Nine Deadly Sins with Coffee, part 47 – Mother and Child


Joan of Arc and child Roerich
Image source see below

Nine Deadly Sins with Coffee, part 47 – Mother and Child


“I’m not sure, but I think it centres around the child,” I said, as Rose brought our coffees.

John looked thoughtful–so thoughtful he sipped his coffee prematurely and burned his top lip.

“Ouch!” he grumbled, obviously hurt. “Sod it…” He bent to put the overly-full coffee cup down, but it slipped in his fingers at the last minute and some spilled onto the table. He looked, speechless, at the result. “Made a hash of that, then,” he muttered, mopping up the spillage with his napkin.

I stared at him and laughed. He was normally so controlled. “Unlike you, that!” I said.

“Go on,” he said, ignoring me, He licked his burnt lip and frowned. “I agree; the child is very significant… and Heracles, is he significant?”

I considered the question; how could the central character not be significant? “Well, he just makes a mess of the whole encounter with Hippolyta, doesn’t he?”

“Yes he does,” said John. “But, technically, he achieves his goal?”

“He does, but…” I responded, leaning forwards. “…and this seems to be at the heart of it–he treats it like a military mission and completely misses the most subtle parts of it, even though the Queen of the Amazons had already decided to help him, and all he had to do was accept the gift that was waiting–a gift he really needed!”

John nodded and blew on the top of his diminished coffee, taking no chances this time. “And he realises that he’s done it all wrong and that the doing of it was just as important as achieving the goal; he knows that he shut out so many benign possibilities in the way he acted…”

“But he redeems himself by saving Hesione and, eventually passes on to the next labour?” I asked.

“He does,” said John. “but with a heavy heart, as he had once before, remember?”

The image of the wild mares came back to me – the sad death of Abderis through Heracles’ neglect of his younger friend’s plight. “Are they connected?”

John looked at me over the surface of his, now shallower, steaming drink. “Very much so, I would say…”

“As though he is beginning a new stage of his spiritual training!” The image had flashed into my mind, un-thought, from somewhere deeper. The feeling startled me… and then I chuckled, with what felt like a tiny stream of joy. I blurted out, “Mission! It’s all wrong era-wise, but the word I used is the key–he’s completed his basic training as a disciple and now has to move on to something more fundamental, something deeper, something that really changes lives.”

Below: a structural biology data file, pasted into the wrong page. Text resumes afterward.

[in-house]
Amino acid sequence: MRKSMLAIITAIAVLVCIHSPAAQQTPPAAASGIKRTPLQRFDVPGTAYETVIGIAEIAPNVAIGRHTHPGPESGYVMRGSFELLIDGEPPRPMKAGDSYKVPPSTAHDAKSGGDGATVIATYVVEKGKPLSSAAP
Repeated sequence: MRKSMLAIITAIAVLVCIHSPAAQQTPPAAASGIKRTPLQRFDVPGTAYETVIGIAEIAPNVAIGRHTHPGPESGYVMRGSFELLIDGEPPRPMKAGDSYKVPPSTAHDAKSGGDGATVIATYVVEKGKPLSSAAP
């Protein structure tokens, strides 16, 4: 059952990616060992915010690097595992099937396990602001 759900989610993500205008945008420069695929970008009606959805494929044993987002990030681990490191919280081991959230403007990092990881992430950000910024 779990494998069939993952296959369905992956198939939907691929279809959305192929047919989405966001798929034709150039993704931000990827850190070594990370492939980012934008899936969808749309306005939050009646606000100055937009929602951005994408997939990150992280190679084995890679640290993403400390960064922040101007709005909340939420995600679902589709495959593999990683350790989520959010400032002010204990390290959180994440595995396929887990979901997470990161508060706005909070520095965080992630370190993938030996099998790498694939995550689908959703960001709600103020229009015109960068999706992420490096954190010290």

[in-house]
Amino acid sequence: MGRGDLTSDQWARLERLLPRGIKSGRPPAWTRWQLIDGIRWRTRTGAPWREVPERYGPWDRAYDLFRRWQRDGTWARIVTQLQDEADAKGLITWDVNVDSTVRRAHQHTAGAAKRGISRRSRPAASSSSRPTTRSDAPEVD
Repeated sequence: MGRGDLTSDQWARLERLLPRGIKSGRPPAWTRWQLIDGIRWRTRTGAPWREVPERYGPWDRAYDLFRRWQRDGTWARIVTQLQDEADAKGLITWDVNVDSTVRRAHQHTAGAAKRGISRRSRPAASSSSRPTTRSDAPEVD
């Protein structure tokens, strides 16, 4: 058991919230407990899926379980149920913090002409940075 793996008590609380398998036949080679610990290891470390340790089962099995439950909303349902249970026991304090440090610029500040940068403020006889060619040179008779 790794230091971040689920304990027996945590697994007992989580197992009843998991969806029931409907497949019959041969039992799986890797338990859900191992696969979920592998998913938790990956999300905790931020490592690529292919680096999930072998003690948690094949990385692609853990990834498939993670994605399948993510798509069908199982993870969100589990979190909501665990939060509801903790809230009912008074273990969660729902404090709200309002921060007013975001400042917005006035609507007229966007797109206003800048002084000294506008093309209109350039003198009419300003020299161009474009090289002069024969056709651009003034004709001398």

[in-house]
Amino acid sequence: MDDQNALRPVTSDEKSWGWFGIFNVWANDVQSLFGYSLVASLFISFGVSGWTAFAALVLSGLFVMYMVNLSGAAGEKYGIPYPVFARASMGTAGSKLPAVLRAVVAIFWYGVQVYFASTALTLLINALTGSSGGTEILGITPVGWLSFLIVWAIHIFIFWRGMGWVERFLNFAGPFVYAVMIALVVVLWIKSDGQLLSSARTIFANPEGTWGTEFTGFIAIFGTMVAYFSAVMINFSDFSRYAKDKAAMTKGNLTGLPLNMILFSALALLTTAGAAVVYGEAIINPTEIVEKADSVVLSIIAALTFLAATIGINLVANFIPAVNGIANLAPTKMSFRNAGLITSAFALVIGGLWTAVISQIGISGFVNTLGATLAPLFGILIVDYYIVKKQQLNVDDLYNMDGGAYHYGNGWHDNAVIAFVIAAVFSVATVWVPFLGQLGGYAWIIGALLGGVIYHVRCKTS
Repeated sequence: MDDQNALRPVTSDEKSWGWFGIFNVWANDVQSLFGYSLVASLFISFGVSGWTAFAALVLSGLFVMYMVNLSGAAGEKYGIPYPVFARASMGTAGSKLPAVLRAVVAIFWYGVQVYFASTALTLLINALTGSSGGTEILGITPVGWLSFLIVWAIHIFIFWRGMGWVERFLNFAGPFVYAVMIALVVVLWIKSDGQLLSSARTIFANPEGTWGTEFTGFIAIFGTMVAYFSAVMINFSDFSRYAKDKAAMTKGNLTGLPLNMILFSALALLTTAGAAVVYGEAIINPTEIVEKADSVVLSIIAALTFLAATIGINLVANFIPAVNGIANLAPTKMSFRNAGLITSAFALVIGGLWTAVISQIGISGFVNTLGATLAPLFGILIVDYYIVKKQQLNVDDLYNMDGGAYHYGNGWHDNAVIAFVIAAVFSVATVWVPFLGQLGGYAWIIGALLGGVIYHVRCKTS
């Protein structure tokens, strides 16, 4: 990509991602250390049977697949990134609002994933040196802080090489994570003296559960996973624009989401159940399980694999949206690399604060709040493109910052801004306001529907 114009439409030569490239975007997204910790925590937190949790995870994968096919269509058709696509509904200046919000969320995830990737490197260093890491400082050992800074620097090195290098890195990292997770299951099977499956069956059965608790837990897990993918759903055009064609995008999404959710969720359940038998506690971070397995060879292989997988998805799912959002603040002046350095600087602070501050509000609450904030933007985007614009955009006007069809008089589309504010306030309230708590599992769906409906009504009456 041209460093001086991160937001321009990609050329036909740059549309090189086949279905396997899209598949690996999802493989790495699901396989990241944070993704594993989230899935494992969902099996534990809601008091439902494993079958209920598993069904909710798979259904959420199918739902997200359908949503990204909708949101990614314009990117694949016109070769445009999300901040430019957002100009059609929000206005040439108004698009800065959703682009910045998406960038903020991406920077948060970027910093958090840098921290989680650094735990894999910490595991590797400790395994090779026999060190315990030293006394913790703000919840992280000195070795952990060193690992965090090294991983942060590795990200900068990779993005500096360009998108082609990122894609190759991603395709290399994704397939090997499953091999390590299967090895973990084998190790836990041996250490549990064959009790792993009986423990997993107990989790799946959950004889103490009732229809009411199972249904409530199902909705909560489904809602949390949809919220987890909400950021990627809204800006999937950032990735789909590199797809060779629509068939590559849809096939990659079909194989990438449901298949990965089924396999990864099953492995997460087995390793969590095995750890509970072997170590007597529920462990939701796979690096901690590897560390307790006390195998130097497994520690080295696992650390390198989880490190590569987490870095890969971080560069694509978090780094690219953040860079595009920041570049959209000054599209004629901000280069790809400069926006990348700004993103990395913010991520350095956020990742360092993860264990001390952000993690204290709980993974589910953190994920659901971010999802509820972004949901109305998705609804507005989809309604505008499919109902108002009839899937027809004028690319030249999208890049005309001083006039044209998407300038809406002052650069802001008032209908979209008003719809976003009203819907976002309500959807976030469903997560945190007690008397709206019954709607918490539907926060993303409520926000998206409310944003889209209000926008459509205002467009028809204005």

“Like a fresh cup of coffee?” said John, his eyes twinkling with delight at my breakthrough and smiling at Rose when she offered. In times gone by I would have found the trivialising gesture irritating, but now I could see that it contained a lot of love, that he was using it to carry me to the next waypoint in my revelations.

“So, where does Heracles ‘go’ next?” he asked, then added, conspiratorially, “You’ve already said it…” He rolled his hands, urging me to keep up the momentum.

“The Child…” I whispered it, not sure of its full implications, but knowing it was right.

“The Child, yes,” repeated John. “And how do you make a child?”

“Well, apart from the first bit,” I smiled at my absurd reduction. “you have to be a woman!” The words were out before I realised their significance. “The Amazons–” I said. “They were all women, of course, specifically emphasised in the story; and their Queen could make the Child because she had the girdle; which bestowed love and triumph through adversity.”

John was grinning at me with something like glee in his eyes. Rose had placed the tin tray with our fresh coffees on the small table and was also smiling.

“Weren’t they warriors, too?” John asked. “Hence Ares – Mars?”

I was getting excited with the chase. “So, these warrior women are special in that they can undertake, through their Queen with her girdle of Venus, the generation of a special Child?”

“Yes,” said John. “But only the Queen comes out to meet him, by the side of that Great Sea. Not understanding, he kills her in the struggle for the magical girdle which was to be bestowed on him, anyway…”

“So what does he do now?” I asked, quietly, breathing over the new, hot coffee.

“Ah,” said John, doing the same. “It depends on who’s got the girdle doesn’t it?”

(Image – Joan of Arc Triptych, Nicholas Roerich, click here for origin)


Nine Deadly Sins with Coffee is usually published on Thursdays.

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